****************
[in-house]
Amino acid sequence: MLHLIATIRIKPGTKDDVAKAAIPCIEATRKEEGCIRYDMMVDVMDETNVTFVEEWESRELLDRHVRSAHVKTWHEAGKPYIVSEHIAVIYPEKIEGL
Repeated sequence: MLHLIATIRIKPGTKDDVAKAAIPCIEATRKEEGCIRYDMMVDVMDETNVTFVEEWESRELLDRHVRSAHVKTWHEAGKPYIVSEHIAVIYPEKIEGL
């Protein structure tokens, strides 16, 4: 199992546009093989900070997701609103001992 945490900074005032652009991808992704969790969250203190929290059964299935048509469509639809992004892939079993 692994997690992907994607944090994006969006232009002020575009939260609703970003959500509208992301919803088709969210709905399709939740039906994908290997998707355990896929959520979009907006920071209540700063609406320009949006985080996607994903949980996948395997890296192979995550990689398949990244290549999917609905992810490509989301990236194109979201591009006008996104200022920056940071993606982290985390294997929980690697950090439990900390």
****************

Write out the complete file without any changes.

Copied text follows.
[in-house]
Amino acid sequence: MLHLIATIRIKPGTKDDVAKAAIPCIEATRKEEGCIRYDMMVDVMDETNVTFVEEWESRELLDRHVRSAHVKTWHEAGKPYIVSEHIAVIYPEKIEGL
Repeated sequence: MLHLIATIRIKPGTKDDVAKAAIPCIEATRKEEGCIRYDMMVDVMDETNVTFVEEWESRELLDRHVRSAHVKTWHEAGKPYIVSEHIAVIYPEKIEGL
């Protein structure tokens, strides 16, 4: 199992546009093989900070997701609103001992 945490900074005032652009991808992704969790969250203190929290059964299935048509469509639809992004892939079993 692994997690992907994607944090994006969006232009002020575009939260609703970003959500509208992301919803088709969210709905399709939740039906994908290997998707355990896929959520979009907006920071209540700063609406320009949006985080996607994903949980996948395997890296192979995550990689398949990244290549999917609905992810490509989301990236194109979201591009006008996104200022920056940071993606982290985390294997929980690697950090439990900390």